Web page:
2) The ancient
Israelites broke their part (their requirements) of the Old
Covenant – the reason for making a New Covenant – and
3) The
Law (My Law – the Ten Commandments, which Yahweh spoke
from Mount Sinai) would be in the inward parts – written on the
tables of one’s heart rather than on tables of stone.
In order to better transition from Jeremiah to Hebrews, we
need to begin with Hebrews 8:6.  The writer of Hebrews gives
us details that Jeremiah only hints at.  However, we do not want
to miss that God knew exactly where the problem was from the
time He gave the Old Covenant to Israel.  We should not think
covenant because He overlooked something in the first
covenant.  The problem was not on God’s side; but He knew
where the problem was and where it would be before He
covenanted with them.  The Israelites wrote a history based on
the first covenant of physical promises.

1Corinthians 10:11 These things happened to make them an example
for others
.  These things were written down as a warning for us who
are living in the closing days of history.

Jeremiah hinted at the problem: “My covenant they brake”.

Hebrews goes into this aspect in more detail.  God established
the enhanced New Covenant on better promises.  The first and
Old Covenant was faulty – the reason for a New Covenant.  
What was wrong with the Old Covenant?  Hebrews answers:
For finding fault with them!  This was the very reason a New
Covenant was necessary.  They could not keep the Old
Covenant; therefore, we understand that the covenant included
requirements on the human side.  However, they had only their
carnal mind except for a very few individuals.

Hebrews 8:6  But now hath he obtained a more excellent ministry, by
how much also
he is the mediator of a better covenant, which was
established upon better promises.
7 For, if that first covenant had been faultless, then should no place have
been sought for the second.
For finding fault with them, he saith, Behold, the days come, saith
the Lord, when
I will make a new covenant with the house of Israel and
with the house of Judah:
Not according to the covenant that I made with their fathers in the
day when I took them by the hand to lead them out of the land of Egypt;
because they continued not in my covenant, and I regarded them not,
saith the Lord.

What was the difference between the Old Covenant and the
New Covenant?  God wrote the Old Covenant on tables of
stone.  God told Moses to place these tables of stone inside the
ark – out of sight/out of mind.  Israel began to break these laws
immediately.  The carnal mind cannot be subject to the law of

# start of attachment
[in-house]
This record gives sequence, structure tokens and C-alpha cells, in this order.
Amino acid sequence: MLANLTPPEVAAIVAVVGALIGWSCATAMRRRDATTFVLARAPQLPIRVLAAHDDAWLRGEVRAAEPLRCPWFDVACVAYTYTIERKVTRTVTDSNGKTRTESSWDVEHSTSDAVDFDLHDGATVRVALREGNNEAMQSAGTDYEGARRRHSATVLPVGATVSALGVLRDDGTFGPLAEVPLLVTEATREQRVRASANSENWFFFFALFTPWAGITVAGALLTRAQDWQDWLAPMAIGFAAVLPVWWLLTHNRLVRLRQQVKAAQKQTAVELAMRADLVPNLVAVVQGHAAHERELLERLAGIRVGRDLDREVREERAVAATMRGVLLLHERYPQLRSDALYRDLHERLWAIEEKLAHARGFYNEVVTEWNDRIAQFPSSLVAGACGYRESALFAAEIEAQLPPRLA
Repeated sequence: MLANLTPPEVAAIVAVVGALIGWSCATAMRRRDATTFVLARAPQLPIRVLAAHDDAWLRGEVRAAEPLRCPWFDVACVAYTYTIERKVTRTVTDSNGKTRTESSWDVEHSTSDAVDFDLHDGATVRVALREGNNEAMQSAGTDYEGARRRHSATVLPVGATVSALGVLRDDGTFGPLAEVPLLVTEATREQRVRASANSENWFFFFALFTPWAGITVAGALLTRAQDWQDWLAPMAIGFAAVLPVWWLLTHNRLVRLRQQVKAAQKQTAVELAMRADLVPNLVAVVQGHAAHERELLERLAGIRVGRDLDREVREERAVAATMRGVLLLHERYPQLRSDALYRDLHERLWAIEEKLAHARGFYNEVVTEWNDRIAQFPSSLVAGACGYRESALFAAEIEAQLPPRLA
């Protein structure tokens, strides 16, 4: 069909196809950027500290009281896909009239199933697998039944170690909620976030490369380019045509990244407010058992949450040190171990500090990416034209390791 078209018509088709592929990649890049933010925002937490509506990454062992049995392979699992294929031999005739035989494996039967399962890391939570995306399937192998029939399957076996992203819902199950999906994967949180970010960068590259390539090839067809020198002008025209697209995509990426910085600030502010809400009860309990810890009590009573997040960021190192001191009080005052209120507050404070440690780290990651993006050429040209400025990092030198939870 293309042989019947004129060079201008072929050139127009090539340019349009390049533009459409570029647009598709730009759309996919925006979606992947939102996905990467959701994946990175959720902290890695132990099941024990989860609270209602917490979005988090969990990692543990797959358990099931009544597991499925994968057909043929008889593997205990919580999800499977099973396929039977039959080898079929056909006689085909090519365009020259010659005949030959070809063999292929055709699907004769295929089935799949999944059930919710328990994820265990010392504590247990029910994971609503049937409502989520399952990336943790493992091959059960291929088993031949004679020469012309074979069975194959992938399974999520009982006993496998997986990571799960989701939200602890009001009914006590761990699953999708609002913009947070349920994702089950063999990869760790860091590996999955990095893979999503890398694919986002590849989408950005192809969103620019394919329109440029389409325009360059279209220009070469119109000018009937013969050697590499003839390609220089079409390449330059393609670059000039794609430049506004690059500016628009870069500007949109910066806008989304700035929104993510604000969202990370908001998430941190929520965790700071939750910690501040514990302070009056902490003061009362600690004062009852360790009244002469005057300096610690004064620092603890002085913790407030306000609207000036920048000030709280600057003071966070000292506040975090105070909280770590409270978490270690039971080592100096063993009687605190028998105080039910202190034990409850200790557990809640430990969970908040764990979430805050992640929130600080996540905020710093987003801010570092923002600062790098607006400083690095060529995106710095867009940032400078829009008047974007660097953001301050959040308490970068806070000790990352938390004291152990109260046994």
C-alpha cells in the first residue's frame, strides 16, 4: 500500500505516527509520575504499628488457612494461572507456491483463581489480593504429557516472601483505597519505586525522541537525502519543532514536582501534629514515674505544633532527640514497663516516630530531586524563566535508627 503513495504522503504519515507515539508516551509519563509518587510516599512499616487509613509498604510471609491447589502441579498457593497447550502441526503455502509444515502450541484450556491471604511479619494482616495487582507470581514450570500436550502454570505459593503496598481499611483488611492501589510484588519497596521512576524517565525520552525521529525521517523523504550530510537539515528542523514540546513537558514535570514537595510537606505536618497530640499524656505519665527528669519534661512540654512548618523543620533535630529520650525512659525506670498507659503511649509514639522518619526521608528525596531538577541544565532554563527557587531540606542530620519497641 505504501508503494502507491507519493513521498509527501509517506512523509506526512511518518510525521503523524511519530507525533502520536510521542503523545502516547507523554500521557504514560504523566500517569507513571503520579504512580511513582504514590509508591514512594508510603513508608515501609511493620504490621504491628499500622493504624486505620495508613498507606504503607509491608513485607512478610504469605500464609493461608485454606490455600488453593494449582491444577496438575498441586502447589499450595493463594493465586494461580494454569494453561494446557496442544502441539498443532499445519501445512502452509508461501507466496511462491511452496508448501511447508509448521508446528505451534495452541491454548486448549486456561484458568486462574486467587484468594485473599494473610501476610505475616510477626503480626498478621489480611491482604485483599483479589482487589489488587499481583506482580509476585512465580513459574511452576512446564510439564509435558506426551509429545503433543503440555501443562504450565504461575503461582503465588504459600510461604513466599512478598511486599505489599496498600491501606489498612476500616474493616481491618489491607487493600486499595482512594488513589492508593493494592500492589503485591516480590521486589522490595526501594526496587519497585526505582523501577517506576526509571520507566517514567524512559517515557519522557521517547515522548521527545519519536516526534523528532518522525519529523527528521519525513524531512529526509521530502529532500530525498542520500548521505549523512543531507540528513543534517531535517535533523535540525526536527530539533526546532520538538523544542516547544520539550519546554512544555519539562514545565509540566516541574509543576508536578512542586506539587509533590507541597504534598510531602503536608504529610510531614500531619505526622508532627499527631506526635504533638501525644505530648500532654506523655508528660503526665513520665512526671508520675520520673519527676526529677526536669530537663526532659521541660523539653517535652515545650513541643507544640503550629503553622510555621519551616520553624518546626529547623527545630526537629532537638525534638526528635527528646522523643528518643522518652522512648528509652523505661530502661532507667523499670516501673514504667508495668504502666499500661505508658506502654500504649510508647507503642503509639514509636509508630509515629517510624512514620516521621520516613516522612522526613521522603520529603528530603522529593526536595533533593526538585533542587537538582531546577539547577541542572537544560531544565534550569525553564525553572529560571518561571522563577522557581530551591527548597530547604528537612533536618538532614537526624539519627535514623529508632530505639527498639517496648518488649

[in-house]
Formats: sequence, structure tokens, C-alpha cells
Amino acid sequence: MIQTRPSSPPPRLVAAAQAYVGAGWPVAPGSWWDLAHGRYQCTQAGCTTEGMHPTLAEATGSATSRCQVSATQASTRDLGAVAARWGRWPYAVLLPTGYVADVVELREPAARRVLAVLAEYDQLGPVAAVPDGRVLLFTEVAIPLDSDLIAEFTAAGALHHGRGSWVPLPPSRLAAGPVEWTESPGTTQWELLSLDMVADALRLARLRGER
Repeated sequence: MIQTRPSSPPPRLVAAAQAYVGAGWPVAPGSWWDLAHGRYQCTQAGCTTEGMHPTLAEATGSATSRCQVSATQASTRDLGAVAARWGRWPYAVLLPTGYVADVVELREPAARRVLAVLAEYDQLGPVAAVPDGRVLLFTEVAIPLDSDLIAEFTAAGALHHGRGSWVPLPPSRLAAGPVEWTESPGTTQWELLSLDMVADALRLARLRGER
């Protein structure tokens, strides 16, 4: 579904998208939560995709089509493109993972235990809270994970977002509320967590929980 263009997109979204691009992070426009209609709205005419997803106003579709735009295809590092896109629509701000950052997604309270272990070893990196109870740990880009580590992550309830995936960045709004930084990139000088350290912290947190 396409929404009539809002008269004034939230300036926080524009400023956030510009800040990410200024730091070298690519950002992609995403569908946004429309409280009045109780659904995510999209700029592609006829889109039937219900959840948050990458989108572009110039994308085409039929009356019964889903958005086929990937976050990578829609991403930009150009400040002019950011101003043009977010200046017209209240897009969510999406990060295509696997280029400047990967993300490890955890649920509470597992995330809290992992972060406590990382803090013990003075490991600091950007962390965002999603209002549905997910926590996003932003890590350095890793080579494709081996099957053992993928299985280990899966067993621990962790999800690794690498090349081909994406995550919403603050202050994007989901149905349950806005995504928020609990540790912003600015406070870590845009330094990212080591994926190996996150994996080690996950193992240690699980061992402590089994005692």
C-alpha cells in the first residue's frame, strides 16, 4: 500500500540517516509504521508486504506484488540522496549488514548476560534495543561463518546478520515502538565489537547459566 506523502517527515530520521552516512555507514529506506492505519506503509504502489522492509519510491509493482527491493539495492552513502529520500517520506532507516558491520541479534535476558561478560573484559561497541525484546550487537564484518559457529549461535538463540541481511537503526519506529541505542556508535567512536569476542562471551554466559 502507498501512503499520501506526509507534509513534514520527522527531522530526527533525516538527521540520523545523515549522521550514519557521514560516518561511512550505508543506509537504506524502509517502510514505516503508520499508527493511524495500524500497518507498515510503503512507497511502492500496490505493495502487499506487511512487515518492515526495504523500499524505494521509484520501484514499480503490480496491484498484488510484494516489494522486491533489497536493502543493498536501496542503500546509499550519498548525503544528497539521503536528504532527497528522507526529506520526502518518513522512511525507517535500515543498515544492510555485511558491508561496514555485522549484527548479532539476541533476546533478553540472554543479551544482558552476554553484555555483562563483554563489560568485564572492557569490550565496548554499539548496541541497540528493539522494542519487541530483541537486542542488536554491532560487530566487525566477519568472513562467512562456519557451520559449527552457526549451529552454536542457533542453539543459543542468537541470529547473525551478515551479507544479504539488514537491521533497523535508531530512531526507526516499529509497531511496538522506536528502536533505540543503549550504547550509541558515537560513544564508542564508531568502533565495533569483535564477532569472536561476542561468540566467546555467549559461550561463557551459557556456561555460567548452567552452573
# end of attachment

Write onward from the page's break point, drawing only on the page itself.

God.  What the Israelites needed was a means of justification.  
Therefore, God gave Moses an assortment of sacrifices and
ritualistic laws.  God added these laws because the Israelites
transgressed the Ten Commandments.  However, these
sacrificial laws would not last forever.  God designed them to
exist only until Christ came and replaced them.  In other words,
the added laws – the sacrificial temple rituals – were a system
of justification until Christ came and died for the sins of the
people and became the true means of justification.  This body of
added laws ceased once Christ died as the justification for the
sins of the people.

Romans 8:7 Because the carnal mind [is] enmity against God: for it is
not subject to the law of God, neither indeed can be.

Galatians 3:19  Why then the law (ritualistic sacrificial law)?  It was
added on account of transgressions (of the Ten Commandments), until
the Seed (Christ) should come ….

The change in the justification system was only one feature
different about the New Covenant.  It was needful to have a
better system of justification when the people sinned.  The
blood of animals cannot take away sin.  Moreover, it is not good
to have a justification system administered by imperfect human
beings.  Christ’s sacrifice provided that better justification in
the New Covenant.  

Hebrews 10:4 For [it is] not possible that the blood of bulls and of
goats should take away sins.

However, of equal importance: The people needed the ability to
sin less because one produces righteous character only by
keeping the Ten Commandments.  Here again, the New
Covenant exceeded the Old Covenant.  God would put His Ten
Commandments in the mind and heart of the covenantee.